2016 2.0 GDI PHEV (plug-in hybrid electric vehicle) version is launched boasting zero road tax and 172mpg - only likely if you predominantly cover short journeys and charge the battery regularly. Followed by a 244hp 2.0 GDI-T automatic petrol with 149mph top speed.
2018 Updated Optima gets new 1.6 CRDi diesel engine in place of 1.7 CRDi. New tougher emissions regulations force departure of the petrol engines (2.0 GDI PHEV and 2.0 GDI-T) from the line-up, leaving just the 1.6 CRDi diesel.

Understanding KIA Optima car names 

  • Optima
  • Trim
    3
  • Engines
    1.6 CRDi
  • Gearbox
    DCT
  • Trim
    Where other makers give their cars fancy trim names to distinguish them, Kia simply calls its trim levels 2 and 3.
  • Engines
    Since the GDi petrol engines were dropped in 2018, the Optima is available with just one engine, a diesel it calls the 1.6 CRDi. The figure 1.6 is the size of the engine in litres, while CRDi stands for common rail direct injection. This engine replaces a slightly more powerful one called the 1.7 CRDi that was also dropped in 2018.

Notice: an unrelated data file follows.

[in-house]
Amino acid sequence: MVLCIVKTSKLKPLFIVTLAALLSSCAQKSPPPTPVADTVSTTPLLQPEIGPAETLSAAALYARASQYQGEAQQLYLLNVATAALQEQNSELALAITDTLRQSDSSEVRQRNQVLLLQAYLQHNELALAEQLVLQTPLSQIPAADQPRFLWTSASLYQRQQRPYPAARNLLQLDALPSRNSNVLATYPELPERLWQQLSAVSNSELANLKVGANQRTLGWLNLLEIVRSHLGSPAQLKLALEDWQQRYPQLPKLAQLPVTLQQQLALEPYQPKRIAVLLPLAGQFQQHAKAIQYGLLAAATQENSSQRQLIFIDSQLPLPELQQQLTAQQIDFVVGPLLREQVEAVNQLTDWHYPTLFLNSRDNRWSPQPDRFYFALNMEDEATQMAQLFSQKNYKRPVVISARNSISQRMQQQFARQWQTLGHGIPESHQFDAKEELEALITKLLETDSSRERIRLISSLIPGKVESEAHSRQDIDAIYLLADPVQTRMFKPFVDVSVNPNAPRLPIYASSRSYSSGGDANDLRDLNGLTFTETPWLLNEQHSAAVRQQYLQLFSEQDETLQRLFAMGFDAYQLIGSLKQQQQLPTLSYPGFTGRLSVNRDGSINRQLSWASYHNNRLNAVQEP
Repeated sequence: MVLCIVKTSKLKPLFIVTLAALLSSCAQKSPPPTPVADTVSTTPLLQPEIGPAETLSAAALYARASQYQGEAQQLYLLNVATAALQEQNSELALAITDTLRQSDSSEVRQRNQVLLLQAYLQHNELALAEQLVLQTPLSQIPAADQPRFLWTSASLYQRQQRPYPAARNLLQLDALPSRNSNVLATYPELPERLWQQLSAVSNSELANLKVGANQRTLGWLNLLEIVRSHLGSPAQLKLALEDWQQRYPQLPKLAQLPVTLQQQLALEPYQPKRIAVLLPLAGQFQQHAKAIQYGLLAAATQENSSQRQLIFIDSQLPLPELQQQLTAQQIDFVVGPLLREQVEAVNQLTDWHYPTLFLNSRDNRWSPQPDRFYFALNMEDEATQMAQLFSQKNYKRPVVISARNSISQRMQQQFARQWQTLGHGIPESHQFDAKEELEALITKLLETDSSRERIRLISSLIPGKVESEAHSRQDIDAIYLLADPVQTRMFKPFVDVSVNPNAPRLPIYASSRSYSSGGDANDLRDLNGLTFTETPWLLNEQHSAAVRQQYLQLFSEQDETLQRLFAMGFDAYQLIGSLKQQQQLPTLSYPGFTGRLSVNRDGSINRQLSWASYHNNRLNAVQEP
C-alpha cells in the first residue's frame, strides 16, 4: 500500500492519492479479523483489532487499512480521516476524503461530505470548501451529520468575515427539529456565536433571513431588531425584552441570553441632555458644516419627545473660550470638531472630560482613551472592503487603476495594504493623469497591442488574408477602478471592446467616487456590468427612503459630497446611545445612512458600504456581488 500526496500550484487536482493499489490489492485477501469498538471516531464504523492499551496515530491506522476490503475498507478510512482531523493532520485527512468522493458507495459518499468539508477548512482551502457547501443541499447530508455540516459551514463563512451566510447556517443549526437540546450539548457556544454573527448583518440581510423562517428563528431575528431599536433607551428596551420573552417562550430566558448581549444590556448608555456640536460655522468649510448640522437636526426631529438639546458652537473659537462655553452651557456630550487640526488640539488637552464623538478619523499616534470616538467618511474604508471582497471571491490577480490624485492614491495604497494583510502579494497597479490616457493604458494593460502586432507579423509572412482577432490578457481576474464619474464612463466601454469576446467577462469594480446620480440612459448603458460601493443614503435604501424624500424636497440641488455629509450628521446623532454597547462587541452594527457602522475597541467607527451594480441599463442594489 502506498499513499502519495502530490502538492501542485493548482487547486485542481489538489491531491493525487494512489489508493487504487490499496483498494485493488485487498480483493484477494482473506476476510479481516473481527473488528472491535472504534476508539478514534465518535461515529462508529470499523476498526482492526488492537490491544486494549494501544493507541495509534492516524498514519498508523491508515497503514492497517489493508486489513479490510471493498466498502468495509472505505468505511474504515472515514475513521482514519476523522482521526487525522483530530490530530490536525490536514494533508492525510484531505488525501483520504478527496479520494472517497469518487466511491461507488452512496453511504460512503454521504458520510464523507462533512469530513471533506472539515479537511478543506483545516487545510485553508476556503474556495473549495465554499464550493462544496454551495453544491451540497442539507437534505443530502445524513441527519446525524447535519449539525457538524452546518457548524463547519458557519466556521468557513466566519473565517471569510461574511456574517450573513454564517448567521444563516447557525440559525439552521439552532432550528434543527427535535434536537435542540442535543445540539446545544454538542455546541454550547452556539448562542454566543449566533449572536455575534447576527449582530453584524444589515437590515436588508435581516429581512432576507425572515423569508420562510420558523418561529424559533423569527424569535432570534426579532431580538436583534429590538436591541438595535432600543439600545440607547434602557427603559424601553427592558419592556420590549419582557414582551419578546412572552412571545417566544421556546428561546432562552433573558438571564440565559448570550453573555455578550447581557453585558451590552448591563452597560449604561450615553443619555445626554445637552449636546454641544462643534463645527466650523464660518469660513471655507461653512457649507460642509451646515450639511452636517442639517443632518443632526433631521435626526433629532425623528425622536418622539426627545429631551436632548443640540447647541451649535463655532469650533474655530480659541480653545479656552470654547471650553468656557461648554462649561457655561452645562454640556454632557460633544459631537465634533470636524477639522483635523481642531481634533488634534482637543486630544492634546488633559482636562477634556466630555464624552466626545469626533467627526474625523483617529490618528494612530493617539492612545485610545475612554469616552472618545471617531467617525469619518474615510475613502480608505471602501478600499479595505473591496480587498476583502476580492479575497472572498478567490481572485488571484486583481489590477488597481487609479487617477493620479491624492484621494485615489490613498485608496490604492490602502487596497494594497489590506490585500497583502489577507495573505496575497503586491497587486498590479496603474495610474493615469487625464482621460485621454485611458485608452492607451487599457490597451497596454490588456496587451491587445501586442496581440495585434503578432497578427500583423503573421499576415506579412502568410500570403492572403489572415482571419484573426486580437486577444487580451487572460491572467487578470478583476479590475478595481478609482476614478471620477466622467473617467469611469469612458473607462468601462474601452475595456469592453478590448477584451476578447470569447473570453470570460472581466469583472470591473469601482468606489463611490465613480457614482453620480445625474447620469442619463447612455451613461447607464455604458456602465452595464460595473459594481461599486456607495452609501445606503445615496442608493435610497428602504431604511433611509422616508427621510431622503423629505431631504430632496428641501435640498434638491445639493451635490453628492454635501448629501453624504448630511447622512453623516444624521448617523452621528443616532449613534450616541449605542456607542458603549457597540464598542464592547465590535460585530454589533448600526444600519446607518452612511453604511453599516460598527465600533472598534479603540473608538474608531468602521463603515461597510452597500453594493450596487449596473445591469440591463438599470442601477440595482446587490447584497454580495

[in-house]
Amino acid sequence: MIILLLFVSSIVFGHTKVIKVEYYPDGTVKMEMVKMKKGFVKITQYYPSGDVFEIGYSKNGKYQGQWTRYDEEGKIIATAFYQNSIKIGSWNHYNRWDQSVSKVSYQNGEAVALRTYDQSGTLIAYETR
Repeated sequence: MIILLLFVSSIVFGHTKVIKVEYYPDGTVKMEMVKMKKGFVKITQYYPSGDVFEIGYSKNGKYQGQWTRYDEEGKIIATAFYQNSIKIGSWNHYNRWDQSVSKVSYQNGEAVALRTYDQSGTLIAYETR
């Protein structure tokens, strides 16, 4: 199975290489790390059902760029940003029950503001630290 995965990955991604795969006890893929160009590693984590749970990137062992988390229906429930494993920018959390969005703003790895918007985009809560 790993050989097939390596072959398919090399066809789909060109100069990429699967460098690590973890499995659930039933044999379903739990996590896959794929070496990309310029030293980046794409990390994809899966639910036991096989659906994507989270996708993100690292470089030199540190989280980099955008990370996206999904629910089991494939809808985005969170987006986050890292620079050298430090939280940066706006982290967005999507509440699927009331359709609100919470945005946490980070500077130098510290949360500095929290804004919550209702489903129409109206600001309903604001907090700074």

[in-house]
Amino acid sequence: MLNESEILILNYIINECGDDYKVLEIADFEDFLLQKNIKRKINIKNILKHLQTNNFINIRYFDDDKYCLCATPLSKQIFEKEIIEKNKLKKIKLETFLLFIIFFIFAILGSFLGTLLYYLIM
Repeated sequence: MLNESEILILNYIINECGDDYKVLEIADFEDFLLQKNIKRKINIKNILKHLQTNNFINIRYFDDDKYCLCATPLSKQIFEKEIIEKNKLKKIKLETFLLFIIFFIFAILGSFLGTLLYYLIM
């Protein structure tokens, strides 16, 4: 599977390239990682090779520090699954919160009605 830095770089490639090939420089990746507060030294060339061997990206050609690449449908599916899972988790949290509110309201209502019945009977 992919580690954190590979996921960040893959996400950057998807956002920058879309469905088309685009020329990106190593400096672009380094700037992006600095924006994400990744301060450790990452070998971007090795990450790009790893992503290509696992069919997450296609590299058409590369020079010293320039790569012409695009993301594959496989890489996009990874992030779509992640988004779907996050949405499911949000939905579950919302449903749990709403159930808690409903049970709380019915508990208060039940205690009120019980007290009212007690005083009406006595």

• Gearbox
    You can have your Optima with a six-speed manual gearbox or a seven-speed automatic that Kia calls the DCT, for dual-clutch transmission. In terms of economy, it’s as efficient as the manual gearbox.

KIA Optima Engines 

2.0 GDI PHEV, 2.0 T-GDI, 1.7 CRDi, 1.6 CRDi

Buy a new Optima and all you’ll be offered is a 1.6 CRDi diesel engine, with a six-speed manual or seven-speed dual-clutch automatic launched in 2018. This meets much more stringent new emissions tests designed to more closely replicate real-world driving, with the Optima emerging with an economy figure of 53.3mpg.